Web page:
Spirituality: the last refuge of a failed human. Just another way of distracting yourself from who you really are.
— George Carlin
If solitude does not lead us back to society, it can become a spiritual dead end, an act of self-indulgence or escapism, as Merton, Emerson, Thoreau, and the Taoist masters all knew. We might admire the freedom of the wild boar, we might even envy it, but as long as others are enslaved, or hungry, or held captive by social conventions, it is our duty to return and do what we can for their liberation. For the old cliché is true: no matter what I do, I cannot be free while others are enslaved, I cannot be truly happy while others suffer. And, no matter how sublime or close to the divine my solitary hut in the wilderness might be, it is a sterile paradise of emptiness and rage unless I am prepared to return and participate actively in the social world.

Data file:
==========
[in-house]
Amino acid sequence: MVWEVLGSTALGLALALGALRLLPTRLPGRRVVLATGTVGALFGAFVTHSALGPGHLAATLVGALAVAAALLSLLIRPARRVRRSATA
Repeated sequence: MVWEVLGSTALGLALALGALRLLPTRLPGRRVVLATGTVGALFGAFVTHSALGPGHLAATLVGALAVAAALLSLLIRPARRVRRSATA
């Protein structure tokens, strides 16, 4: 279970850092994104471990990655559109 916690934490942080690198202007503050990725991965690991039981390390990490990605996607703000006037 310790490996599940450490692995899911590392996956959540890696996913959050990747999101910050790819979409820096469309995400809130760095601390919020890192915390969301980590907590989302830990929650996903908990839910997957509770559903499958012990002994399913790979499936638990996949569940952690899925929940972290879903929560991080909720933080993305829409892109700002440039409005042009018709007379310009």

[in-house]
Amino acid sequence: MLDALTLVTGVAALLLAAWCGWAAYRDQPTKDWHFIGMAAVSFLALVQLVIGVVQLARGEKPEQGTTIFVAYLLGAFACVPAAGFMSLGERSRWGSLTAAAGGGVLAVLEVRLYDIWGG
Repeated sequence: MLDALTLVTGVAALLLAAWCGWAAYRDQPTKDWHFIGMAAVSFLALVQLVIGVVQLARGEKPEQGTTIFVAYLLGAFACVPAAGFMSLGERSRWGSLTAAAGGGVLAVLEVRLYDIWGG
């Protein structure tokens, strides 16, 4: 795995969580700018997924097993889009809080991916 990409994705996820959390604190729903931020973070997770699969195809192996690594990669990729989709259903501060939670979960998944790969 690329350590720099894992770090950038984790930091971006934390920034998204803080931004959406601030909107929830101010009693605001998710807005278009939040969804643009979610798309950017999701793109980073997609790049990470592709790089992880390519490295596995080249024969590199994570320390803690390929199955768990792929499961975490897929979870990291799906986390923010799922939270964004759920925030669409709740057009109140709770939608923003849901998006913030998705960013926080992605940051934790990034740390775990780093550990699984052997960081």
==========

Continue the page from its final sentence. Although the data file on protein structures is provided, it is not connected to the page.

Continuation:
Damn. Do I at least get a "regrets only" option on this R.S.V.P.? I'd hate to be rude, but...
He doesn't name it as such, but this is obviously the bodhisattva ideal. The problem with it for me, as well as with other soteriological beliefs, both religious and secular, is the reification of abstractions such as a mystical, species-wide bond called "humanity", or the strange belief that suffering is an unnecessary and optional aspect of existence. You can't talk about the fundamental interconnectedness of all things without considering the vertiginous effects:
The power of moral prejudices has penetrated deeply into the most spiritual world, which would seem to be the coldest and most devoid of presuppositions, and has obviously operated in an injurious, inhibiting, blinding, and distorting manner... If, however, a person should regard even the affects of hatred, envy, covetousness, and the lust to rule as conditions of life, as factors which, fundamentally and essentially must be present in the general economy of life (and must, there, be further enhanced if life is to be further enhanced)—he will suffer from such a view of things as from seasickness.